At Work

If you want to control health care costs, communicate

Regardless of what happens with health care reform, employers must still strive to control the cost of their health benefits.  Those costs are driven by the expenses for the care provided to employees and their dependents (about 60% of an employer’s costs are for dependents).  The answer to controlling costs then is to control the expenses.  What if you could reduce the incidences of high blood pressure by 40% or lower the risk of colon cancer by 60% and the risk of stroke by 27%?  What if you could decrease depression without drugs or even therapy?  These are figures reported in an article in the Wall Street Journal, “The Hidden Benefits of Exercise.” A study at Appalachian State University showed that people who walk briskly for 45 minutes five days a week over 12-15 weeks had fewer and less severe upper respiratory tract infections and their number of sick days were reduced 25% to 50% compared to sedentary workers in the control group.

The evidence seems to indicate that exercise does indeed have its benefits.  The trick for employers is to communicate these benefits to their employees and in doing so make the incentives very clear.  While it is easy to conclude the value of better health alone should have everyone running to work, apparently that does not happen.

Another approach is to quantify the possible savings to the health benefits plan so that workers not only see real numbers in terms of specific illness that could be avoided but also have a better sense that they indeed have the power to help manage health care costs.

Stop bugging me, I walked from my car

For example, for self-insured employers it is easy to get data showing what the plan spent for the treatment of high blood pressure or diabetes. Let’s say the combined cost for the year was $200,000 while the cost for a group of people who exercised regularly would have been about $120,000.  That is a positive story and one that can be expanded to other areas with even more dramatic costs.  Creativity in employee communications is inexpensive and a powerful tool in changing attitudes and perhaps behavior.  In the above example, the goal is to get employees involved in activities that will lower costs, but even if that is illusive, the secondary message should be “if you don’t like your payroll deduction for health benefit or the increase in premiums, think about that as you sit in front of the TV with a bag of chips.”  For smaller, fully insured employers the message can be similar using general cost statistics for the treatment common illnesses that may be favorably impacted by exercise.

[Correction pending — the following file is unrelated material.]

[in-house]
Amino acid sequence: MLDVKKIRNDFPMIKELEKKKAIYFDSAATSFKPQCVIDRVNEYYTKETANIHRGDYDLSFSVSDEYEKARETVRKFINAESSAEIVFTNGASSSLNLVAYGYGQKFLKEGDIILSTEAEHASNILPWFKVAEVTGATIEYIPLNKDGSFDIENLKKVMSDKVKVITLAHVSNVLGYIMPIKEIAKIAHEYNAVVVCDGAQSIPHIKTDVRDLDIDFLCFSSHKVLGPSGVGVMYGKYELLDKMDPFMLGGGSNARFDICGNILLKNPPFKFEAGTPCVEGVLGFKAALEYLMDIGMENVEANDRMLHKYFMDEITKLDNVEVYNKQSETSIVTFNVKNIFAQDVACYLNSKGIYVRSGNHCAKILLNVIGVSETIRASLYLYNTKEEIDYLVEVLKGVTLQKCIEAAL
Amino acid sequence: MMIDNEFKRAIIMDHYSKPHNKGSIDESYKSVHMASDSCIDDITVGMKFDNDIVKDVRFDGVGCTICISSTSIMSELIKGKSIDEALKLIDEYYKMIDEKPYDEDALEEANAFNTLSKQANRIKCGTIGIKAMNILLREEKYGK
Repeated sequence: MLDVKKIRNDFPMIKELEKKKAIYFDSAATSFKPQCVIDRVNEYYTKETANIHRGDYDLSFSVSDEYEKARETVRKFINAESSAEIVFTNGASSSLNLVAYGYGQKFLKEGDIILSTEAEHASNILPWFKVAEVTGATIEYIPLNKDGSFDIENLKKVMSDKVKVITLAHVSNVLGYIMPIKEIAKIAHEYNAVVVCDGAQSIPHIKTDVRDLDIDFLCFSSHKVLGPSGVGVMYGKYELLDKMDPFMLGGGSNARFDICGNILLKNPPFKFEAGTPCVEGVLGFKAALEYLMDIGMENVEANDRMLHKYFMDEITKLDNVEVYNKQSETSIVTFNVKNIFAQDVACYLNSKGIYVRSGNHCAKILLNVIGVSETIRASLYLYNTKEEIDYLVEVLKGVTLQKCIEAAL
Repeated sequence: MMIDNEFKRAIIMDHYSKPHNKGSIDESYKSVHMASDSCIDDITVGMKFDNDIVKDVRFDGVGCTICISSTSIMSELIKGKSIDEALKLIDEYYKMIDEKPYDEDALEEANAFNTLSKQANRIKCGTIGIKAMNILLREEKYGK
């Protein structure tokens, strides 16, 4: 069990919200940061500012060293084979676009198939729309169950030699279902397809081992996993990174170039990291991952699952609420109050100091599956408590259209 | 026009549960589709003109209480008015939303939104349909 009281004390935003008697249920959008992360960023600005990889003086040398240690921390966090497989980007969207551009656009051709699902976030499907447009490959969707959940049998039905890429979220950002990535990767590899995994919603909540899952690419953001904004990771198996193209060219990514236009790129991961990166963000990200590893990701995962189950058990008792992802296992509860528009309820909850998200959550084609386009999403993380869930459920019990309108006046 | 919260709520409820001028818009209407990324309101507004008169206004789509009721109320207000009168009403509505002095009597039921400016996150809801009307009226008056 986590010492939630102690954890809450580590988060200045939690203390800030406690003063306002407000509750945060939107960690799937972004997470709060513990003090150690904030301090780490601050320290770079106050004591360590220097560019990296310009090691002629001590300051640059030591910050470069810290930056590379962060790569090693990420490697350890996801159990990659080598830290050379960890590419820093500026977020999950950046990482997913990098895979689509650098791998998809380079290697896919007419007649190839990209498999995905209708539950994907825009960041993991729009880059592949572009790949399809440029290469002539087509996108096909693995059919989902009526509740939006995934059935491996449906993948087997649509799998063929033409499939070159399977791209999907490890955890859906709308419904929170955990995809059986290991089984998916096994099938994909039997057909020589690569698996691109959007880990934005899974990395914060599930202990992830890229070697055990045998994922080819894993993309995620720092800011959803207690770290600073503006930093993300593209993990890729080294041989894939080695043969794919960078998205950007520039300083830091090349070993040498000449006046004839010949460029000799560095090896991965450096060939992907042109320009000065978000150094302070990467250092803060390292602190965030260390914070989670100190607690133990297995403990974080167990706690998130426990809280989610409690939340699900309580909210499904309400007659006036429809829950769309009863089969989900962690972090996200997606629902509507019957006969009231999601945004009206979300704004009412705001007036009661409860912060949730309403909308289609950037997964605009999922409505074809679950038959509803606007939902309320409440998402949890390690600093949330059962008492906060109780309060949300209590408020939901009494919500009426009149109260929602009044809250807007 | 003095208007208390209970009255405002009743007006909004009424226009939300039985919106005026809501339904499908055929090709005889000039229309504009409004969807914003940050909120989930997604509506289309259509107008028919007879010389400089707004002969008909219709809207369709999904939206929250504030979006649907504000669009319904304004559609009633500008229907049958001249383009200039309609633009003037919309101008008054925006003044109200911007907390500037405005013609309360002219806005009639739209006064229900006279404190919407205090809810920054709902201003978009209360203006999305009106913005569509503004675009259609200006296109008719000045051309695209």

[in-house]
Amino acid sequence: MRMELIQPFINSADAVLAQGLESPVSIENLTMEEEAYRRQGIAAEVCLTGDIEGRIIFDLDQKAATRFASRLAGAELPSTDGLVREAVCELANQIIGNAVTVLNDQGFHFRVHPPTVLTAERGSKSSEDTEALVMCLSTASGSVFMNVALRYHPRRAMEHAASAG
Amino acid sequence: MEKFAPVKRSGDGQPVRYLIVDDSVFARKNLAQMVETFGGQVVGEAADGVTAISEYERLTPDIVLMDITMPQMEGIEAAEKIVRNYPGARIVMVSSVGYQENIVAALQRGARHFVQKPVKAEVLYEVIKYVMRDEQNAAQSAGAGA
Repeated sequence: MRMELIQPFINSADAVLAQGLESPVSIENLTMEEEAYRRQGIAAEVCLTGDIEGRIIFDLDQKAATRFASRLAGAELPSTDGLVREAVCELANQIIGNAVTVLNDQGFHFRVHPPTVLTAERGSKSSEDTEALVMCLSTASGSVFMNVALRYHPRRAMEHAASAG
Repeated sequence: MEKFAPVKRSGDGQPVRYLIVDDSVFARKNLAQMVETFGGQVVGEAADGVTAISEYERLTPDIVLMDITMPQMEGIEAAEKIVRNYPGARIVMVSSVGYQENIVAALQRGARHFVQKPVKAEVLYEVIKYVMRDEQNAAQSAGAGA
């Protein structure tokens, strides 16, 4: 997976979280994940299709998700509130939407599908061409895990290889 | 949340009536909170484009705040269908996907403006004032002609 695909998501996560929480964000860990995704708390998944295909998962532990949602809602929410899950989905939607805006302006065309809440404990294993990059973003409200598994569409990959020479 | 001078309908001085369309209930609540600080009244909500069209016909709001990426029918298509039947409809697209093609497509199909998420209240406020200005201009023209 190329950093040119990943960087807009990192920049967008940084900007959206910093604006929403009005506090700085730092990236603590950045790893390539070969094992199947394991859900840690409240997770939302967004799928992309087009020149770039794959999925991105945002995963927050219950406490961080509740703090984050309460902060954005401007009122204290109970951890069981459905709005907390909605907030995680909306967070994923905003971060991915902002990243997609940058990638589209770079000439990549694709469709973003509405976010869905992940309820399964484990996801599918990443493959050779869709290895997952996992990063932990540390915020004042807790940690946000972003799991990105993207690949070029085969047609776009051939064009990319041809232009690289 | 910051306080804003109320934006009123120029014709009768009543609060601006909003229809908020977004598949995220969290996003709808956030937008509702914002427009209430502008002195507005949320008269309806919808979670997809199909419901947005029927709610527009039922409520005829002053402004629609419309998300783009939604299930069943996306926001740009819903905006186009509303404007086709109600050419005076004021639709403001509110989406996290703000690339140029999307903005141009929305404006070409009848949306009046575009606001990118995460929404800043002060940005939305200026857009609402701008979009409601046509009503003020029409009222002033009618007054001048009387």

The main points to make in the communications are, (1) there is something you can do to help control costs, (2) you have a responsibility to take the appropriate action, (3) don’t blame the insurance company if you don’t like the cost of health benefits and (4) we are all in this together, what we pay for health benefits is the result of the collective actions and experience of all members of the group.

The idea that healthy lifestyles, wellness, and exercise are good for you is not new. Many large employers have invested millions into their programs, but participation levels are never what they should be given the obvious benefits not to mention what needs to be done is free, what is the cost of a good brisk walk?  So, if the obvious logic of the situation does not seem to motivate people employers must try other approaches and it all starts with effective, clear, down to earth, personalized (ongoing) communication of the facts, figures and potential benefits.  What’s in it for me comes to mind.

The rhetoric associated with health care reform has helped to take our eye off the ball when it comes to health care costs, employers need to refocus their workforce and make it very clear that we have seen the enemy and they are in our mirror.

Before we leave this discussion, let us clear up one further point.  Why should the employer be involved at all, why are employee benefits the business of the employer? An employee comes to work each day, does a job for eight hours or so and goes home, it is that simple, right?  Wrong, employers want employees on the job, focused, productive and not distracted by any number of problems.  Many of those problems are directly related to the employee benefits and other programs provided by the employer.  Here is a partial list, illness of the employee or family members, claim or legal problems, money problems, family and marriage problems.  None of my business you say; think again because any worker who is facing off the job problems is your problem on the job, that is, when they make it to work.

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1 reply »

  1. An excellent post. And yet, while the Senate has a provision in their bill to increase the percentage of the costs that employers can use to create monetary incentives some prestigious groups who hold themselves out as standing up for the rights of women and families oppose this expansion.

    Senate bill’s wellness provisions spur discrimination worries
    By Rebecca Vesely
    Posted: January 3, 2010 – 5:59 am ET

    Women could face discrimination in the workplace if certain wellness provisions in the Senate health reform bill go into effect, according to the National Partnership for Women and Families.
    http://www.modernhealthcare.com/apps/pbcs.dll/article?AID=/20100103/REG/312319993/-1

    Like

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